Recently, I snuck my head into one of the biggest rooms on earth. The Room’s splendour and squalor, wealth and dehumanising poverty were on full display. I lingered on the crowds and the beauty of the Room. The Room was teeming with people; the most people of all but one other Room on earth. What caught my eye was one small corner of the Room. A Class happened to be in session. It was a Class entirely made up of adults. The head of the Class known as the Big Chair occupied the big chair in the Room. Others sat in chairs spread around the Room in no particular order. In fact, one could argue they were quite disorderly. The Big Chair was just as disorderly. It was a rowdy Class. The scene in the Class was one of complete chaos. The Class seemed a perfect picture of cacophony. The adults all spoke out of turn and over each other, often interrupting and heckling each other. They spoke at each other–not with or to each other. Some of them were angry. Others tried to be funny. Some others had a bullying tinge to their remarks. Others were outright dictators. They all engaged in name calling–using the others’ names or their groups to make fun of them. There was democracy in the Class–but the conduct of the Class was disturbing and divisive. The language of democracy in the Class was vituperative and derogatory.
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The Big Chair in the Class argued his predecessors in the big chair and others had given more land for more graveyards but had not built more crematoria. He must have been worried that the Class faced imminent extinction and there weren’t enough cremation and burial facilities for the Class. For the rest of the people, men, women and children in the Room, the Class didn’t seem to care. They weren’t worried about other people’s future, their jobs, shelter, the roads, the infrastructure, the schools or universities or the hospitals. The Class wasn’t worried about the clean water for all to drink or clean air for all to breathe. The biggest concern of the Big Chair was to ensure the dead could all exercise their choice to be buried or cremated. No, he didn’t express much concern for the living people of the Room, their jobs, education or health facilities. But he wanted to make dead sure they all had appropriate last rites–as if life itself gone out of the Big Chair; life could remain hell; he wanted to ensure they were all equal in death.
One of the Class argued that people professing certain religion would be better off supporting her group–a sure way to divide the people in the Room. Another adult asked a prominent artist, the brand ambassador for a particular corner in the Room, not to promote the donkeys from that part of the Room. Someone called the Big Chair “the negative man”. No, it wasn’t about poverty and injustice. It was all about castes and religions–the disheartening and diabolical debate in the Class. The Big Chair piped in about no electricity for Diwali while abundant current flowed for Ramzan. No, he didn’t say anything about no electricity or running water in thousands of villages, millions of homes and jhuggies in the Room. He didn’t ask why the palace like homes of the rich had everything from electricity to running water but the poor and the poorest had none of it. He was being clever in his juxtaposition and not between the haves and have-nots, only between religions. The Big chair loved acronyms. He smeared the combine of four adults and their groups opposing him in the class as SCAM–making an acronym out of their names. His flunkey ridiculed those differing with the Big Chair in the class by trotting out the acronym Kasab–the detested dead terrorist from 26/11–using ka, Sa and Ba from the different adults’/groups’ names in the Class that opposed the Big Chair; in one fell swoop branding them terrorists and enemies of the Room.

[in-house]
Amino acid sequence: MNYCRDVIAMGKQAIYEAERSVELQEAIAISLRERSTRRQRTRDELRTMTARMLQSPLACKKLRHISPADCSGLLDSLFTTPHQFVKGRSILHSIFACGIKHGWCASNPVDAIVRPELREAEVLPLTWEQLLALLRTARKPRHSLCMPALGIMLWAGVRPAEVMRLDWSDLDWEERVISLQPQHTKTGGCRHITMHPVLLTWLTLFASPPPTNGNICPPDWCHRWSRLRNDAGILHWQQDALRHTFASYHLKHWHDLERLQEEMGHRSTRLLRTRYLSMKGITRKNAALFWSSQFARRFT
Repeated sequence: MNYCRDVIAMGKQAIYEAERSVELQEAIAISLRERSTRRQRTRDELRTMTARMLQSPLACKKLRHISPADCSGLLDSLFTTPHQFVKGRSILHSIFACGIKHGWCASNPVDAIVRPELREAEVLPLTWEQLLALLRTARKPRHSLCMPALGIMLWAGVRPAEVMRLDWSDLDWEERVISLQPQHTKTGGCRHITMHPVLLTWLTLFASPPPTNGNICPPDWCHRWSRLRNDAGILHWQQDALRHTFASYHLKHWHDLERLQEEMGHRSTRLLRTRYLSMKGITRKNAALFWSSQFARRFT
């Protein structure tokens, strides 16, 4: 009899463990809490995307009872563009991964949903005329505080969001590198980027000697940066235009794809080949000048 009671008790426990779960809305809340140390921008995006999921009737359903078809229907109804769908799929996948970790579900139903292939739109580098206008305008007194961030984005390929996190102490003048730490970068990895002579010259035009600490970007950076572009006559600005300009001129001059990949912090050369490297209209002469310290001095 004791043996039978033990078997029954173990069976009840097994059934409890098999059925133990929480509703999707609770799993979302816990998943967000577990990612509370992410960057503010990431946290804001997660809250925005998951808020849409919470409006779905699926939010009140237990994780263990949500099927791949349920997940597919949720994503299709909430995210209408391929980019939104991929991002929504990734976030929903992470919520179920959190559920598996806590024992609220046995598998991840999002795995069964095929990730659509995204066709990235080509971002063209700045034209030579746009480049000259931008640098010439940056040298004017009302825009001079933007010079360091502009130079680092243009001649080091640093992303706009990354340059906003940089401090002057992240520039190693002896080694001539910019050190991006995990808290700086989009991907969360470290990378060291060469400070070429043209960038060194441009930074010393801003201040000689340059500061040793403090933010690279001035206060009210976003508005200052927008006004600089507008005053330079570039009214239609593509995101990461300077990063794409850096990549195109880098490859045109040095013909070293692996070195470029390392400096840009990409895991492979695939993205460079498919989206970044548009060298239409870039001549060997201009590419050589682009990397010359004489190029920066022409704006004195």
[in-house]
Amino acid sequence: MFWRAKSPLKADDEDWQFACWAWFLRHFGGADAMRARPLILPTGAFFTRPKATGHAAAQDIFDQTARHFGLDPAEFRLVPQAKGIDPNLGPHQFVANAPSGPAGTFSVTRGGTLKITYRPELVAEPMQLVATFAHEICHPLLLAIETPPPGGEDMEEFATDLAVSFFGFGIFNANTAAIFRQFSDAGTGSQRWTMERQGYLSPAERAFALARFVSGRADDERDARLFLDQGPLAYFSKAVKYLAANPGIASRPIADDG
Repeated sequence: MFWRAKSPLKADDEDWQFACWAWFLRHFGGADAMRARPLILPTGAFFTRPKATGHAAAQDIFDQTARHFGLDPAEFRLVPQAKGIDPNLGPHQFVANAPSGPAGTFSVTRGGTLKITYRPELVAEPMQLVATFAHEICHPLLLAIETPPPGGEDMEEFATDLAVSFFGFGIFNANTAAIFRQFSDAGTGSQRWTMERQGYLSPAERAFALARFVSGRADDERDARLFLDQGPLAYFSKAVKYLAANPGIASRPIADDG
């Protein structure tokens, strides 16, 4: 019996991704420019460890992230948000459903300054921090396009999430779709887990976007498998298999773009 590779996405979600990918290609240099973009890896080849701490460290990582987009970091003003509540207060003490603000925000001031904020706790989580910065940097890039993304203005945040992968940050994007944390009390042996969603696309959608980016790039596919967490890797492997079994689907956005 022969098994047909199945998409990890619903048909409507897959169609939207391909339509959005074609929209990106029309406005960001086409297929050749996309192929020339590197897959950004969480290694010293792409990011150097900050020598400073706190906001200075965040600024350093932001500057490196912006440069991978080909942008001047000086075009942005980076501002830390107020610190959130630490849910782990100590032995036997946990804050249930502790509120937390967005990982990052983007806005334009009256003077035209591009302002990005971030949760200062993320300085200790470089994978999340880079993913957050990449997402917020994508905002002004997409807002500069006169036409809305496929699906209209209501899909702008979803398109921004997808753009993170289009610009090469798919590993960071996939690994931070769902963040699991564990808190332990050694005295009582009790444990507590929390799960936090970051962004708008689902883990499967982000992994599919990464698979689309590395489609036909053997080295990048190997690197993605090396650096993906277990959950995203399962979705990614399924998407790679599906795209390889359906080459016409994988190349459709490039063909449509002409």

The Room was and is India; the Class was and is the Indian Political Class and the corner of the Room in which the Class was on, the states currently undergoing elections. The Indian Political Class is pitifully shameless and self absorbed to the point of Nero- narcissism. The long peek into the Political Class in the Room was and is absolutely depressing. In their words and actions the Class seemed quintessential juvenile delinquents. The conversation in the Political Class was and is heartbreakingly moronic, severely ethically challenged and morally delinquent and divisive. Unless the people of India soon awoke, rose and challenged the myopic, self-centred and ethically challenged Political Class, the infantile politicians of the Class will be the ruin of India.
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